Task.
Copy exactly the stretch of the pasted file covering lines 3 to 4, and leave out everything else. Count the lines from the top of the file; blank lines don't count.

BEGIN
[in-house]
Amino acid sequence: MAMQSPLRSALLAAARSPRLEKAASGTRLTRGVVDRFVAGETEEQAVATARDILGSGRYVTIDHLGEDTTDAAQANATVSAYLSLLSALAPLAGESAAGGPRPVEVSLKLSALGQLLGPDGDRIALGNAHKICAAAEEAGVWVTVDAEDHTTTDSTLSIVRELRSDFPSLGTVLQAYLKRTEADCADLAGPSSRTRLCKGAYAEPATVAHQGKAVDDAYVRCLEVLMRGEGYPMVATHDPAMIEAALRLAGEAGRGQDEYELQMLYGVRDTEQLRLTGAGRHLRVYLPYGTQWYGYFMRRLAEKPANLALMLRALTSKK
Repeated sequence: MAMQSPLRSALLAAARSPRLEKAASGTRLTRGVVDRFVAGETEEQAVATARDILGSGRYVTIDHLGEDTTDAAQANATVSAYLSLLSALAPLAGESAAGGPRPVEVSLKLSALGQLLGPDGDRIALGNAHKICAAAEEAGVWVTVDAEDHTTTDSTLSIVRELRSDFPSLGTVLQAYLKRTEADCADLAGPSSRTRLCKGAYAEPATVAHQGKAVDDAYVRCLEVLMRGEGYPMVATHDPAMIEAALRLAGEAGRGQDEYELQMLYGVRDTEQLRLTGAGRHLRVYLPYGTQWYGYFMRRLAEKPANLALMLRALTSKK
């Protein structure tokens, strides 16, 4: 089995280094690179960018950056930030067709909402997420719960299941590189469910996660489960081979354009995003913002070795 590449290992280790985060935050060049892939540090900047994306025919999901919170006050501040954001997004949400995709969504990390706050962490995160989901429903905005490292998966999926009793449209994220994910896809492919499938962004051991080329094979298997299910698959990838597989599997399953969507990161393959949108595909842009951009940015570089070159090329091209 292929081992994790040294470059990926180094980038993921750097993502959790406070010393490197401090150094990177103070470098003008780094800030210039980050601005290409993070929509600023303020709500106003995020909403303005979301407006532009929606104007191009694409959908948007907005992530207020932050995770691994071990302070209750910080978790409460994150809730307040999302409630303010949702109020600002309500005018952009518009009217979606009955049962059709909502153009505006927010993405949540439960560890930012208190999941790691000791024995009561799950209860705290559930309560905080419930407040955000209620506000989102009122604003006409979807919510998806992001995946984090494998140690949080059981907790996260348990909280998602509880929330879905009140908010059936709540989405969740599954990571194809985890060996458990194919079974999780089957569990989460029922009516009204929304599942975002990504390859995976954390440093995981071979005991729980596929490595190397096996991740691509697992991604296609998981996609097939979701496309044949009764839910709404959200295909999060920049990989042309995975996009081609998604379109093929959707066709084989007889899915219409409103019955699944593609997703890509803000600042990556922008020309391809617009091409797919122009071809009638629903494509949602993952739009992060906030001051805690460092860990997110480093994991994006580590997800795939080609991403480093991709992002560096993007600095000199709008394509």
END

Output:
Repeated sequence: MAMQSPLRSALLAAARSPRLEKAASGTRLTRGVVDRFVAGETEEQAVATARDILGSGRYVTIDHLGEDTTDAAQANATVSAYLSLLSALAPLAGESAAGGPRPVEVSLKLSALGQLLGPDGDRIALGNAHKICAAAEEAGVWVTVDAEDHTTTDSTLSIVRELRSDFPSLGTVLQAYLKRTEADCADLAGPSSRTRLCKGAYAEPATVAHQGKAVDDAYVRCLEVLMRGEGYPMVATHDPAMIEAALRLAGEAGRGQDEYELQMLYGVRDTEQLRLTGAGRHLRVYLPYGTQWYGYFMRRLAEKPANLALMLRALTSKK
């Protein structure tokens, strides 16, 4: 089995280094690179960018950056930030067709909402997420719960299941590189469910996660489960081979354009995003913002070795 590449290992280790985060935050060049892939540090900047994306025919999901919170006050501040954001997004949400995709969504990390706050962490995160989901429903905005490292998966999926009793449209994220994910896809492919499938962004051991080329094979298997299910698959990838597989599997399953969507990161393959949108595909842009951009940015570089070159090329091209 292929081992994790040294470059990926180094980038993921750097993502959790406070010393490197401090150094990177103070470098003008780094800030210039980050601005290409993070929509600023303020709500106003995020909403303005979301407006532009929606104007191009694409959908948007907005992530207020932050995770691994071990302070209750910080978790409460994150809730307040999302409630303010949702109020600002309500005018952009518009009217979606009955049962059709909502153009505006927010993405949540439960560890930012208190999941790691000791024995009561799950209860705290559930309560905080419930407040955000209620506000989102009122604003006409979807919510998806992001995946984090494998140690949080059981907790996260348990909280998602509880929330879905009140908010059936709540989405969740599954990571194809985890060996458990194919079974999780089957569990989460029922009516009204929304599942975002990504390859995976954390440093995981071979005991729980596929490595190397096996991740691509697992991604296609998981996609097939979701496309044949009764839910709404959200295909999060920049990989042309995975996009081609998604379109093929959707066709084989007889899915219409409103019955699944593609997703890509803000600042990556922008020309391809617009091409797919122009071809009638629903494509949602993952739009992060906030001051805690460092860990997110480093994991994006580590997800795939080609991403480093991709992002560096993007600095000199709008394509």